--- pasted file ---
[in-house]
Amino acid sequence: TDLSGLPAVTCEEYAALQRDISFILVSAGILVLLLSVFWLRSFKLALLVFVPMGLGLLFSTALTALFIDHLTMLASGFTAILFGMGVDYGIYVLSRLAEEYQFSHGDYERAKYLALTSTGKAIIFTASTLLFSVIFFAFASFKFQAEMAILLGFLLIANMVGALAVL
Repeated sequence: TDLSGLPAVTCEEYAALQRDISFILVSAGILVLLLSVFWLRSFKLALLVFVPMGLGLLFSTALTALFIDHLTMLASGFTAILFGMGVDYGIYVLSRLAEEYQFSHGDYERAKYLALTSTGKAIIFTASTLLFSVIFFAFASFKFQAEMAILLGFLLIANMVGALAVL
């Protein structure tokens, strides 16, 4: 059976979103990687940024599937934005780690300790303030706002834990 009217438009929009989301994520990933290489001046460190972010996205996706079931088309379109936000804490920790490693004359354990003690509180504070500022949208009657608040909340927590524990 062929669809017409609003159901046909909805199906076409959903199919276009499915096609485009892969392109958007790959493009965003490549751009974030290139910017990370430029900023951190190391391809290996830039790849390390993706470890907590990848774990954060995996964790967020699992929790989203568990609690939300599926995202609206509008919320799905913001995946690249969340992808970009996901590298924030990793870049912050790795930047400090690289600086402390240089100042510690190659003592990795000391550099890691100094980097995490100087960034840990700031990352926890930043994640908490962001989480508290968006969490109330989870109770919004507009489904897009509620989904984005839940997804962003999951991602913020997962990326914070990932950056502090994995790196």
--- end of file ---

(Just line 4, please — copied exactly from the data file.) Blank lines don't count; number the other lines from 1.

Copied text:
């Protein structure tokens, strides 16, 4: 059976979103990687940024599937934005780690300790303030706002834990 009217438009929009989301994520990933290489001046460190972010996205996706079931088309379109936000804490920790490693004359354990003690509180504070500022949208009657608040909340927590524990 062929669809017409609003159901046909909805199906076409959903199919276009499915096609485009892969392109958007790959493009965003490549751009974030290139910017990370430029900023951190190391391809290996830039790849390390993706470890907590990848774990954060995996964790967020699992929790989203568990609690939300599926995202609206509008919320799905913001995946690249969340992808970009996901590298924030990793870049912050790795930047400090690289600086402390240089100042510690190659003592990795000391550099890691100094980097995490100087960034840990700031990352926890930043994640908490962001989480508290968006969490109330989870109770919004507009489904897009509620989904984005839940997804962003999951991602913020997962990326914070990932950056502090994995790196």